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Hobbema Meidert

Meidert Hobbema
The Watermill, 1662
Oil on panel, 57 x 72 cm.
Acquired 1904

 

Time appears to have stopped in this place, where stillness follows decay. The dilapidated, old grey watermill is no longer in use; there is no rushing water. A man with his back turned sits lost in thought and at the far left, a couple walks behind the watermill. Along with a barking dog and a startled duck, these are the only elements of movement in this picturesque scene. Whether the old water mill should be interpreted as a symbol for the passage of time and the transience of life, or if it is simply an expression of a romantic notion of the beauty of decay, is up to the individual to decide. Hobbema repeated the watermill motif more than thirty times throughout his oeuvre.

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Meidert Hobbema (1638-1709)
Hobbema trained at the workshop of Jacob van Ruisdael, studying northern landscape painting in particular, which would later become his primary genre. He was directly inspired by his master in a number of works, including his many watermill paintings from the 1630s. Hobbema’s style was imitated by his contemporaries, but it was not until the end of the 1800s that interest was truly spurred, largely thanks to Romantic landscape painters such as the English William Turner and John Constable.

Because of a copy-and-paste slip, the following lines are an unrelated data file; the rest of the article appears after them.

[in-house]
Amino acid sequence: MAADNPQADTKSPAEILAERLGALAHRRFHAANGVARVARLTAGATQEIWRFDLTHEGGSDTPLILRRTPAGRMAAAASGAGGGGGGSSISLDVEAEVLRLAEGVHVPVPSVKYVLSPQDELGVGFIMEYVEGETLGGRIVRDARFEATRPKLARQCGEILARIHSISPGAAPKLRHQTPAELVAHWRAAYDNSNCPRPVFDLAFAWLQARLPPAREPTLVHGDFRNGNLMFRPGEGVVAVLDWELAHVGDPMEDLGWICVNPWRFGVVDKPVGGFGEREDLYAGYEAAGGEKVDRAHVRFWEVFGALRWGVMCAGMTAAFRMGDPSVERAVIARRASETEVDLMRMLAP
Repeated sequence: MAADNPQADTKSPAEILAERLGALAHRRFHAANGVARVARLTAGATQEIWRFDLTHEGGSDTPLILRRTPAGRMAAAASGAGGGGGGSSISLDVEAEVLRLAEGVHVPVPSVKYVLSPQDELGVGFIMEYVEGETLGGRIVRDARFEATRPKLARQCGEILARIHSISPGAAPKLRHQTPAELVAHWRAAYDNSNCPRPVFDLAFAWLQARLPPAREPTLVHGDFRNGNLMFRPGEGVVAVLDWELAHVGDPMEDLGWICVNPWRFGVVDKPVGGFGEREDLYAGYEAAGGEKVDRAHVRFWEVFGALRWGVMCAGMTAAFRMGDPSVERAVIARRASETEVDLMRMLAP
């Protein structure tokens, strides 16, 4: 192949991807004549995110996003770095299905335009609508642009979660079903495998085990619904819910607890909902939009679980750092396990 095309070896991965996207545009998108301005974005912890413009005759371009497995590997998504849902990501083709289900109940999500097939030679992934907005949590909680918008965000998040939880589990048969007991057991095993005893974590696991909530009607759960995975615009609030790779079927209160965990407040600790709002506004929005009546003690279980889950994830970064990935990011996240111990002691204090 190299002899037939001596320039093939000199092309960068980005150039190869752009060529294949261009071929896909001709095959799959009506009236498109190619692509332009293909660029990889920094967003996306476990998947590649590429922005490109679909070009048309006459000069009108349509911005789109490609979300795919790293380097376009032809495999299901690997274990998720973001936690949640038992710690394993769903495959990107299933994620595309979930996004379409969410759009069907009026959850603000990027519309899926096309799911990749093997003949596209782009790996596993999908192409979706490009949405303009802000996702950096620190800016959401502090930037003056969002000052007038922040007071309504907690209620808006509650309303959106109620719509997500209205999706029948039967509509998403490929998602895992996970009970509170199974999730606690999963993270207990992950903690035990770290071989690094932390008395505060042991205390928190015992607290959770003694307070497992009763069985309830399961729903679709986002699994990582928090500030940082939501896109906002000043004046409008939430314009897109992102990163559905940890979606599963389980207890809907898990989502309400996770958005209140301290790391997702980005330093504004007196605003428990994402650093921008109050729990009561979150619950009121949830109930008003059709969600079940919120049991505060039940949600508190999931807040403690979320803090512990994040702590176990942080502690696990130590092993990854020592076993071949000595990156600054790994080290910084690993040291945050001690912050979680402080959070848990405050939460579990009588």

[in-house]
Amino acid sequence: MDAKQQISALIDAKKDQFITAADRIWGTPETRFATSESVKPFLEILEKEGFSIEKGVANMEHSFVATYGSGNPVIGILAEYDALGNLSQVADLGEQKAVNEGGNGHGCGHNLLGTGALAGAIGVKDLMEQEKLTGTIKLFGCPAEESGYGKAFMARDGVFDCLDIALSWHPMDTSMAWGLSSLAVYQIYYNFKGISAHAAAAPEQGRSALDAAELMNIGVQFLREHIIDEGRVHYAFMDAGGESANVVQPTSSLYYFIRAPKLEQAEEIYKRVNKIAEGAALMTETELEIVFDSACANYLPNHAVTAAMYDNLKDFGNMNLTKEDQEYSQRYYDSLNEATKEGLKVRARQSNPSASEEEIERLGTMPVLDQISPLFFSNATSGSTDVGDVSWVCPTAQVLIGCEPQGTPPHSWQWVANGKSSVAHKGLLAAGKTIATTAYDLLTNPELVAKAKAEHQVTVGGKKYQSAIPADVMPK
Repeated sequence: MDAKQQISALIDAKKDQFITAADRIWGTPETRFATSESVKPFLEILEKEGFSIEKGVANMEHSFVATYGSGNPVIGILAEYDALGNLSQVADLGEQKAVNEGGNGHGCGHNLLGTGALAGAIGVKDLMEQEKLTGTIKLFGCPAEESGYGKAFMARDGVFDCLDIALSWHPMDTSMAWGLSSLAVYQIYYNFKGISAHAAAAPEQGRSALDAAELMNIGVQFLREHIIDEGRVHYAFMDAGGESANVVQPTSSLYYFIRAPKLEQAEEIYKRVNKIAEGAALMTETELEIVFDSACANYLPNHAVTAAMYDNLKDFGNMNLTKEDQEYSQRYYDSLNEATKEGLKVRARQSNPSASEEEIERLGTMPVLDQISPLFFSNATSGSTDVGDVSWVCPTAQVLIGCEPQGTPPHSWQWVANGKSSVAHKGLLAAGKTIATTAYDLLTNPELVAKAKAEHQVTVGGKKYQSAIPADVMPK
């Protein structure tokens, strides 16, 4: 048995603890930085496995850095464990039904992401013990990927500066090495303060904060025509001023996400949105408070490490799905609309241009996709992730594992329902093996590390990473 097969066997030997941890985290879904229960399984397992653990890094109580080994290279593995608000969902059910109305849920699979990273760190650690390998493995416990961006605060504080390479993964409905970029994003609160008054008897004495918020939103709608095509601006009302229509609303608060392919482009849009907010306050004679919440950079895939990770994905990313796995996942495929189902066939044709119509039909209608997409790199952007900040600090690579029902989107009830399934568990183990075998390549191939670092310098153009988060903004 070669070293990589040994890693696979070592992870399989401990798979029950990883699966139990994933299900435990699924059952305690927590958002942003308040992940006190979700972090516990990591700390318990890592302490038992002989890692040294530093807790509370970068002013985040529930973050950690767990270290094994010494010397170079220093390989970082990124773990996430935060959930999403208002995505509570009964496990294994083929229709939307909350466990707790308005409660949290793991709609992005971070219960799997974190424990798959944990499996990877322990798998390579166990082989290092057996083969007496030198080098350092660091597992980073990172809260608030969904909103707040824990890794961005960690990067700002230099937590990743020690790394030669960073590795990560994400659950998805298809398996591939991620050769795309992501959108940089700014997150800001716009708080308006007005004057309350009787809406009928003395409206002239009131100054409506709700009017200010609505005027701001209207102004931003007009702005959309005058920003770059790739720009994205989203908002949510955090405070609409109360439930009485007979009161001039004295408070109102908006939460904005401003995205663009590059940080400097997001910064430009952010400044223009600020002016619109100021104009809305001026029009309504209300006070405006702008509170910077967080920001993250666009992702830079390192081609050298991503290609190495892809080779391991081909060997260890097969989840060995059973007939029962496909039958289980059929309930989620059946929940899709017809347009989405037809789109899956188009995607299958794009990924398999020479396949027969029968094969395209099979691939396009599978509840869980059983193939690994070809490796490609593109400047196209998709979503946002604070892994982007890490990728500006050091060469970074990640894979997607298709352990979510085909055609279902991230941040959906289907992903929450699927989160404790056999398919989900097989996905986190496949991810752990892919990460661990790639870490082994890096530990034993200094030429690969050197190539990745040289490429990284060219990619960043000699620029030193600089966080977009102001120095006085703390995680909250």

Translator: Jennifer Russell

Description

Meidert Hobbema
The Watermill, 1662
Oil on panel, 57 x 72 cm.
Acquired 1904

 

Time appears to have stopped in this place, where stillness follows decay. The dilapidated, old grey watermill is no longer in use; there is no rushing water. A man with his back turned sits lost in thought and at the far left, a couple walks behind the watermill. Along with a barking dog and a startled duck, these are the only elements of movement in this picturesque scene. Whether the old water mill should be interpreted as a symbol for the passage of time and the transience of life, or if it is simply an expression of a romantic notion of the beauty of decay, is up to the individual to decide. Hobbema repeated the watermill motif more than thirty times throughout his oeuvre.

Download Photo »
PUBLIC DOMAIN

 

Meidert Hobbema (1638-1709)
Hobbema trained at the workshop of Jacob van Ruisdael, studying northern landscape painting in particular, which would later become his primary genre. He was directly inspired by his master in a number of works, including his many watermill paintings from the 1630s. Hobbema’s style was imitated by his contemporaries, but it was not until the end of the 1800s that interest was truly spurred, largely thanks to Romantic landscape painters such as the English William Turner and John Constable.

Translator: Jennifer Russell

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